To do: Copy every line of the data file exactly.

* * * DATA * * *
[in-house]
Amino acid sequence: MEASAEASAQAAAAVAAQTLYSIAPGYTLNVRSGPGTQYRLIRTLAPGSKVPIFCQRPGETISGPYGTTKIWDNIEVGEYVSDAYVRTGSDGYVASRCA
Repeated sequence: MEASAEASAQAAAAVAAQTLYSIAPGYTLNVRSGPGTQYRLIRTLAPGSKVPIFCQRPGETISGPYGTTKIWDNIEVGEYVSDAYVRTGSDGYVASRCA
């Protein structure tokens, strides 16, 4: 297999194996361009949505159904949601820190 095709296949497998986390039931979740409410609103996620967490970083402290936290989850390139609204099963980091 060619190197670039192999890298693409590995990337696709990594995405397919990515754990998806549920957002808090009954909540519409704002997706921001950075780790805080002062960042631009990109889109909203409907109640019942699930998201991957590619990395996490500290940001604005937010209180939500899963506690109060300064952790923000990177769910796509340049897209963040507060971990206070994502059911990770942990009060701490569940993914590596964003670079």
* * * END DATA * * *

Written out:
[in-house]
Amino acid sequence: MEASAEASAQAAAAVAAQTLYSIAPGYTLNVRSGPGTQYRLIRTLAPGSKVPIFCQRPGETISGPYGTTKIWDNIEVGEYVSDAYVRTGSDGYVASRCA
Repeated sequence: MEASAEASAQAAAAVAAQTLYSIAPGYTLNVRSGPGTQYRLIRTLAPGSKVPIFCQRPGETISGPYGTTKIWDNIEVGEYVSDAYVRTGSDGYVASRCA
């Protein structure tokens, strides 16, 4: 297999194996361009949505159904949601820190 095709296949497998986390039931979740409410609103996620967490970083402290936290989850390139609204099963980091 060619190197670039192999890298693409590995990337696709990594995405397919990515754990998806549920957002808090009954909540519409704002997706921001950075780790805080002062960042631009990109889109909203409907109640019942699930998201991957590619990395996490500290940001604005937010209180939500899963506690109060300064952790923000990177769910796509340049897209963040507060971990206070994502059911990770942990009060701490569940993914590596964003670079």